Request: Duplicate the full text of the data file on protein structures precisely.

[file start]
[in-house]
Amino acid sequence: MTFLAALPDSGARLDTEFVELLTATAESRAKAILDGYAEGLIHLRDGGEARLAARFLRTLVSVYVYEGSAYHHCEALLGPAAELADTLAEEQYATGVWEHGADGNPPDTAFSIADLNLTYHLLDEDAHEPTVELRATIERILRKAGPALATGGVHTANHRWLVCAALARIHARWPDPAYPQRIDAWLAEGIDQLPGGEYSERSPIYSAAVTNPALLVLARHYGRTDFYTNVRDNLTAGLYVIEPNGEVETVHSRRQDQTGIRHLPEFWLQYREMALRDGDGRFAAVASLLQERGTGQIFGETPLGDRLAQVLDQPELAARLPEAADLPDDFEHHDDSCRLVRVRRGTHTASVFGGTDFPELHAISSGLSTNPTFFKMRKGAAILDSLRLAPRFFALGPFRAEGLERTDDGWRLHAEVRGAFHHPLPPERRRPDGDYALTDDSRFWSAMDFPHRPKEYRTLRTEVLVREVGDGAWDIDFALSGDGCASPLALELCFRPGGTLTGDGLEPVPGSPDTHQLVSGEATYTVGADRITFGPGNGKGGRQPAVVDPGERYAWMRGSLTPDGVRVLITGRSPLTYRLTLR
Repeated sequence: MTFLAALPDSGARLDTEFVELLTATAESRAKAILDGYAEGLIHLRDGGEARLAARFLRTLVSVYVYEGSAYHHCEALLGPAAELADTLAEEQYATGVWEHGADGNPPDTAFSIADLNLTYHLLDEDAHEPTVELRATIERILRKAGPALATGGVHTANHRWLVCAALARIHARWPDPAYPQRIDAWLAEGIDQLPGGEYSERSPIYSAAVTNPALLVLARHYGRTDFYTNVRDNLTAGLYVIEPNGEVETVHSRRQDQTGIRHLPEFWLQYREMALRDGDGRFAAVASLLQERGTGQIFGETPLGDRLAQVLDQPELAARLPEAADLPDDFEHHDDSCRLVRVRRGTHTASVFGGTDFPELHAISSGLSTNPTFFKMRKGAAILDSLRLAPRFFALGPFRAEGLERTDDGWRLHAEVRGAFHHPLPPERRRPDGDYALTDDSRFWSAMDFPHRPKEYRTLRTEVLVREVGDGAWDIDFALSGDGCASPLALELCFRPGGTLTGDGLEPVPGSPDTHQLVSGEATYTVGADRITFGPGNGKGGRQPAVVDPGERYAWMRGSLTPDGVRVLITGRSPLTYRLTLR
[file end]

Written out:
[in-house]
Amino acid sequence: MTFLAALPDSGARLDTEFVELLTATAESRAKAILDGYAEGLIHLRDGGEARLAARFLRTLVSVYVYEGSAYHHCEALLGPAAELADTLAEEQYATGVWEHGADGNPPDTAFSIADLNLTYHLLDEDAHEPTVELRATIERILRKAGPALATGGVHTANHRWLVCAALARIHARWPDPAYPQRIDAWLAEGIDQLPGGEYSERSPIYSAAVTNPALLVLARHYGRTDFYTNVRDNLTAGLYVIEPNGEVETVHSRRQDQTGIRHLPEFWLQYREMALRDGDGRFAAVASLLQERGTGQIFGETPLGDRLAQVLDQPELAARLPEAADLPDDFEHHDDSCRLVRVRRGTHTASVFGGTDFPELHAISSGLSTNPTFFKMRKGAAILDSLRLAPRFFALGPFRAEGLERTDDGWRLHAEVRGAFHHPLPPERRRPDGDYALTDDSRFWSAMDFPHRPKEYRTLRTEVLVREVGDGAWDIDFALSGDGCASPLALELCFRPGGTLTGDGLEPVPGSPDTHQLVSGEATYTVGADRITFGPGNGKGGRQPAVVDPGERYAWMRGSLTPDGVRVLITGRSPLTYRLTLR
Repeated sequence: MTFLAALPDSGARLDTEFVELLTATAESRAKAILDGYAEGLIHLRDGGEARLAARFLRTLVSVYVYEGSAYHHCEALLGPAAELADTLAEEQYATGVWEHGADGNPPDTAFSIADLNLTYHLLDEDAHEPTVELRATIERILRKAGPALATGGVHTANHRWLVCAALARIHARWPDPAYPQRIDAWLAEGIDQLPGGEYSERSPIYSAAVTNPALLVLARHYGRTDFYTNVRDNLTAGLYVIEPNGEVETVHSRRQDQTGIRHLPEFWLQYREMALRDGDGRFAAVASLLQERGTGQIFGETPLGDRLAQVLDQPELAARLPEAADLPDDFEHHDDSCRLVRVRRGTHTASVFGGTDFPELHAISSGLSTNPTFFKMRKGAAILDSLRLAPRFFALGPFRAEGLERTDDGWRLHAEVRGAFHHPLPPERRRPDGDYALTDDSRFWSAMDFPHRPKEYRTLRTEVLVREVGDGAWDIDFALSGDGCASPLALELCFRPGGTLTGDGLEPVPGSPDTHQLVSGEATYTVGADRITFGPGNGKGGRQPAVVDPGERYAWMRGSLTPDGVRVLITGRSPLTYRLTLR